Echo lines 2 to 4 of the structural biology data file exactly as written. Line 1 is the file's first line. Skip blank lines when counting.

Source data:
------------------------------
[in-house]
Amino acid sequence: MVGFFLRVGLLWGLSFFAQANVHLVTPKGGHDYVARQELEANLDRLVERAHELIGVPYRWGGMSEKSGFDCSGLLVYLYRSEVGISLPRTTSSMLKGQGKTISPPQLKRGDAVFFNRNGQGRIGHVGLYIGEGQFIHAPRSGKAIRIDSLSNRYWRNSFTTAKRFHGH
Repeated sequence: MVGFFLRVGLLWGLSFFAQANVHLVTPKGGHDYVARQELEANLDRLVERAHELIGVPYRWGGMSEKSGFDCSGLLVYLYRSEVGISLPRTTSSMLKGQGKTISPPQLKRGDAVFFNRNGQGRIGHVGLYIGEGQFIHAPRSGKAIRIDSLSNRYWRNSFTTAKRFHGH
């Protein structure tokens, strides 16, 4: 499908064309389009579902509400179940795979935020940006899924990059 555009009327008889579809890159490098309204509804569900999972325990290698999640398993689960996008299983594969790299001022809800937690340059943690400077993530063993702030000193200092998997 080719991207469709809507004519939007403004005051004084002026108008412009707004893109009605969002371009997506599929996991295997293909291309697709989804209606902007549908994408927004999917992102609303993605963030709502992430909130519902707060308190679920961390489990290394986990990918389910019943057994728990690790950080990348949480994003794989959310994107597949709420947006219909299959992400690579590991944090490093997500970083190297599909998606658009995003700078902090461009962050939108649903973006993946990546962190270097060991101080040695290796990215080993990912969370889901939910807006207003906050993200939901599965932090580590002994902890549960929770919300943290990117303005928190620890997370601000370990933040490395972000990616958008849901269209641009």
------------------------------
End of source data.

Amino acid sequence: MVGFFLRVGLLWGLSFFAQANVHLVTPKGGHDYVARQELEANLDRLVERAHELIGVPYRWGGMSEKSGFDCSGLLVYLYRSEVGISLPRTTSSMLKGQGKTISPPQLKRGDAVFFNRNGQGRIGHVGLYIGEGQFIHAPRSGKAIRIDSLSNRYWRNSFTTAKRFHGH
Repeated sequence: MVGFFLRVGLLWGLSFFAQANVHLVTPKGGHDYVARQELEANLDRLVERAHELIGVPYRWGGMSEKSGFDCSGLLVYLYRSEVGISLPRTTSSMLKGQGKTISPPQLKRGDAVFFNRNGQGRIGHVGLYIGEGQFIHAPRSGKAIRIDSLSNRYWRNSFTTAKRFHGH
């Protein structure tokens, strides 16, 4: 499908064309389009579902509400179940795979935020940006899924990059 555009009327008889579809890159490098309204509804569900999972325990290698999640398993689960996008299983594969790299001022809800937690340059943690400077993530063993702030000193200092998997 080719991207469709809507004519939007403004005051004084002026108008412009707004893109009605969002371009997506599929996991295997293909291309697709989804209606902007549908994408927004999917992102609303993605963030709502992430909130519902707060308190679920961390489990290394986990990918389910019943057994728990690790950080990348949480994003794989959310994107597949709420947006219909299959992400690579590991944090490093997500970083190297599909998606658009995003700078902090461009962050939108649903973006993946990546962190270097060991101080040695290796990215080993990912969370889901939910807006207003906050993200939901599965932090580590002994902890549960929770919300943290990117303005928190620890997370601000370990933040490395972000990616958008849901269209641009």